The put upon cheeriness, elementary school-level decorations, and skeleton crew of orderlies and nurses wearing antlers and Santa hats just made it worse. I appreciated the effort, of course, but if there is a day where nursing homes are less appealing than usual, it’s Christmas Eve. When I was little, my mom worked in places a lot like this. It isn’t that they’re inherently sad, or bad places to be. It's just that the circumstances for being there on that day were.
"Dad, we'll come by tomorrow to watch the Celtics game,” I said. “I just saw that Pierce isn't going to play, though. He has some sort of heel injury."
“Oh yeah,” he replied, from his bed. “I think I heard that.”
He hasn't heard that. My dad has been bouncing between emergency rooms, critical care facilities, and a nursing home since December 5, when my uncle found him passed out in the garage. He moved from the ER to critical care, spending most of his time there physically restrained and/or heavily sedated to deal with a prolonged bout with the DT's. It was later discovered that his hemoglobin count had fallen to three — not only had he had lost a lot of blood, but the blood that he had wasn't carrying oxygen to his brain. Between the sedation and the withdrawal, nobody in the hospital could notice that his brain was being asphyxiated, like a stroke in slow-motion. By the time he was moved to a nursing home, he'd lost the ability to operate a remote, let alone catch up on the Pierce injury update on SportsCenter. Christmas Eve was the first time I saw or spoke to him since Thanksgiving.
It is a strange time to be a Celtics fan. Rajon Rondo is one of the most uniquely talented and uniquely limited players in the NBA. Ray Allen's jump shot remains staggeringly beautiful, and the work he does running off screens remains astounding. Paul Pierce still has an array of stepbacks, upfakes and pull-up shots from the elbow. And Garnett remains the quarterback of the team’s strong defense, calling out switches, stepping out on pick and rolls and grabbing seven or eight rebounds a game. In short, the Celtics still look like the Celtics. But in this young season, it's abundantly clear that they are not the same Celtics that they were before. By the time my brothers and I wheeled my dad into the “family visiting room” and opened his Christmas presents for him, the Celtics were down 30-18 in the season opener.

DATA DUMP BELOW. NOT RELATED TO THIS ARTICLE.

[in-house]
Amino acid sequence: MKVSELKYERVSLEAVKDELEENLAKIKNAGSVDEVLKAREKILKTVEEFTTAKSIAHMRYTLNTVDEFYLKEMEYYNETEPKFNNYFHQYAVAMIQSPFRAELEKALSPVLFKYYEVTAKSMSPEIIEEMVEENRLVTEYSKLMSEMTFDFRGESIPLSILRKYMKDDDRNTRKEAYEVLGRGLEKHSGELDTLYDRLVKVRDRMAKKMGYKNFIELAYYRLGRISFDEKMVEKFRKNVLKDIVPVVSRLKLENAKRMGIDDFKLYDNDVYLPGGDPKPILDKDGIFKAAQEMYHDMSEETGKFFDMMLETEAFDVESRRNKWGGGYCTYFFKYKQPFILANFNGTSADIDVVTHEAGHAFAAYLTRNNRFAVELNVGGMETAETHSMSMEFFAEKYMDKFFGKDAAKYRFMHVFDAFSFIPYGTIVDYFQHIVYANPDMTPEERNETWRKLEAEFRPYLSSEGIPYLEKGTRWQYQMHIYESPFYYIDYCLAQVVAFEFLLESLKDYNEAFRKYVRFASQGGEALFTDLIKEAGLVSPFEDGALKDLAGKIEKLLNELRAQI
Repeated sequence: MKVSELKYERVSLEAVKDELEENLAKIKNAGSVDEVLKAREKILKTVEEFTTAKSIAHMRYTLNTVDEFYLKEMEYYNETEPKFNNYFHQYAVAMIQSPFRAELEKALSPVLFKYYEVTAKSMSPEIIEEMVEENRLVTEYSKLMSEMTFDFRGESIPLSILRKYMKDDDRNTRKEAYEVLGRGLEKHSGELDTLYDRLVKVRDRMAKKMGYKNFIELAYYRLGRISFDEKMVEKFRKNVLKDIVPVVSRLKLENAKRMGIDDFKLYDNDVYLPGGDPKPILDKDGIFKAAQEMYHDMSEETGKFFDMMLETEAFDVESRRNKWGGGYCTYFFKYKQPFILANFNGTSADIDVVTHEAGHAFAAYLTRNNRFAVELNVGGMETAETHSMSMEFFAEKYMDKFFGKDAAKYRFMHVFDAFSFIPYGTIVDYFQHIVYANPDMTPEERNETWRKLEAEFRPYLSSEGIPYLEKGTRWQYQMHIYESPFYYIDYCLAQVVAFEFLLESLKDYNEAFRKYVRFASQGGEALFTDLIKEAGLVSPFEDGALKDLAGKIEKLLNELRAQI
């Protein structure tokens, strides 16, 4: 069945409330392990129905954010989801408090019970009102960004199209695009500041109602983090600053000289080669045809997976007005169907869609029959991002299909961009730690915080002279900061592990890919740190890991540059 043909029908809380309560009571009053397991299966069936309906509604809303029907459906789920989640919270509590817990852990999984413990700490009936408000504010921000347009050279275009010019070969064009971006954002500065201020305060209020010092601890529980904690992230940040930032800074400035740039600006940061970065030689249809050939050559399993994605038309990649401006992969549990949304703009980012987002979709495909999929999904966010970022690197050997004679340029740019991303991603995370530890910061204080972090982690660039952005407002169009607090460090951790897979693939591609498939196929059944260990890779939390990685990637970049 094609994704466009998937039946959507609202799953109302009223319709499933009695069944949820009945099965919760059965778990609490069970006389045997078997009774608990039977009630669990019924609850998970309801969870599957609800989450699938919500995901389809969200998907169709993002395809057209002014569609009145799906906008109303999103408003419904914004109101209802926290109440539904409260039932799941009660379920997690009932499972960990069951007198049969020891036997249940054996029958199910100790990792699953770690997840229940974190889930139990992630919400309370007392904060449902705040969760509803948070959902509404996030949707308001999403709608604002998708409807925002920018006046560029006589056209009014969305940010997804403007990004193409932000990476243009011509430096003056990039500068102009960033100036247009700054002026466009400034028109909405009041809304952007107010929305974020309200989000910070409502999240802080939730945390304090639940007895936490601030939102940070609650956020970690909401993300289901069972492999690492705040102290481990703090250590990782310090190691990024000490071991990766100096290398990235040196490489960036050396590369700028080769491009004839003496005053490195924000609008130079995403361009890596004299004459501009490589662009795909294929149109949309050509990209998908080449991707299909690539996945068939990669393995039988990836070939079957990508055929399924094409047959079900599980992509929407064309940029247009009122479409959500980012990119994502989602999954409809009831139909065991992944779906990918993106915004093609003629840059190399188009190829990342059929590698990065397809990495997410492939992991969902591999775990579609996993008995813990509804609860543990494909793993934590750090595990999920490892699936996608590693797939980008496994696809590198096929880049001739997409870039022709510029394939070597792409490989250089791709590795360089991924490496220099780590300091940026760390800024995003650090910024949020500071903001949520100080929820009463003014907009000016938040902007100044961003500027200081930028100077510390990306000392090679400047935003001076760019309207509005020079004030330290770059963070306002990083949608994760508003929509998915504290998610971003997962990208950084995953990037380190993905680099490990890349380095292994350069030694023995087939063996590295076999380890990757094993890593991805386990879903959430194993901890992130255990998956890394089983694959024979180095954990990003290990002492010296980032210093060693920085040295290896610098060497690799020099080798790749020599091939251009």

When I was a little kid, I was pretty sure that my favorite teams would always be the best. While I remember, just barely, the Patriots losing to the Bears and the Red Sox losing to the Mets, those losses didn't seem catastrophic. I was disappointed, sure, but I also thought good teams stayed good – they'd just get 'em again next year, for sure. Besides, the Celtics would still have Larry Bird, the greatest basketball player alive. I remember going to see the Celtics play the Hawks at the Garden in 1986, and feeling like there was nothing better in the world than seeing that one team play basketball. A few years later, after we had moved from Boston to Pittsburgh, my dad and I watched Larry Bird smack his head off the parquet floor, and then come back to vanquish Chuck Person and the Pacers. Slowed by chronic back injuries, the guy could hardly walk, but nobody could beat him. He just stayed good until he was gone.
It was difficult to stay focused on the Christmas Day game. For one thing, the nursing home's television, a rear-projection behemoth that someone had certainly donated to the home years ago, was barely functional. For another matter, the Celtics' offense was barely functional, making the Knicks actually look like a competent basketball team. And since Dad doesn't see so well, and didn't really understand what was going on anyway, he spent most of the time yelling at my mother, tearfully pleading with us to take him home, or insisting he needed to go to the bathroom and yes, he can do it himself (no he didn't, no he can't). The Celtics lost on a last second shot, I think. Dad didn't know and I didn't care.
It's not as if this were some unexpected tragedy. A year ago, Dad was admitted to the hospital with blood pressure at 240/108. A few years before that he had his license revoked because of his vision loss. And there were promises of doctors and medications and stories of canceled appointments and new exercise regimens. Very few of them were true. I don't blame him for where he is today, not exactly. But I can't say this is a path he didn't have a part in choosing, either. I desperately want him to get better. But I know he probably will not.